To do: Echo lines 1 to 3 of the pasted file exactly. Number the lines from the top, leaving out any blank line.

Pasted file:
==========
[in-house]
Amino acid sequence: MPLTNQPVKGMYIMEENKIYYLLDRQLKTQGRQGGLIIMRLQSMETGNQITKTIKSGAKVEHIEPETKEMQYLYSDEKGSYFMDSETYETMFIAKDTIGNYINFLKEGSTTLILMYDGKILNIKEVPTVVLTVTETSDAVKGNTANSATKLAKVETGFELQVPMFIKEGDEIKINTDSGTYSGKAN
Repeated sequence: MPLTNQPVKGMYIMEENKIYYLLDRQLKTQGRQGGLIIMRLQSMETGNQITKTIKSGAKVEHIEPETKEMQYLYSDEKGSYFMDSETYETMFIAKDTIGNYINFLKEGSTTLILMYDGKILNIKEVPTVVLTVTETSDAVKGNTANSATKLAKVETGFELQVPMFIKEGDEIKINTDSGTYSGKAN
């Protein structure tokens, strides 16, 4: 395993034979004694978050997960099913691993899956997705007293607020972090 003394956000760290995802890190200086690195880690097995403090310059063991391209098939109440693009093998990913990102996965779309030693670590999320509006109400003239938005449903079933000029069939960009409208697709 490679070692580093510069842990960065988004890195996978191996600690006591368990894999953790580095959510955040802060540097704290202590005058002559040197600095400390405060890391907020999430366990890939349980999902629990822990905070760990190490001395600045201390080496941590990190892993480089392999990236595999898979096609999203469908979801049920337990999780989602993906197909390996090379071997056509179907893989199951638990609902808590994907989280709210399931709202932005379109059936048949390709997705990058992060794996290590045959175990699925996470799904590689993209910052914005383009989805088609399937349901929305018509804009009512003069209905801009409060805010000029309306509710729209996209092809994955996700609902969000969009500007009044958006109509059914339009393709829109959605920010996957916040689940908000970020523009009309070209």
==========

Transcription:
[in-house]
Amino acid sequence: MPLTNQPVKGMYIMEENKIYYLLDRQLKTQGRQGGLIIMRLQSMETGNQITKTIKSGAKVEHIEPETKEMQYLYSDEKGSYFMDSETYETMFIAKDTIGNYINFLKEGSTTLILMYDGKILNIKEVPTVVLTVTETSDAVKGNTANSATKLAKVETGFELQVPMFIKEGDEIKINTDSGTYSGKAN
Repeated sequence: MPLTNQPVKGMYIMEENKIYYLLDRQLKTQGRQGGLIIMRLQSMETGNQITKTIKSGAKVEHIEPETKEMQYLYSDEKGSYFMDSETYETMFIAKDTIGNYINFLKEGSTTLILMYDGKILNIKEVPTVVLTVTETSDAVKGNTANSATKLAKVETGFELQVPMFIKEGDEIKINTDSGTYSGKAN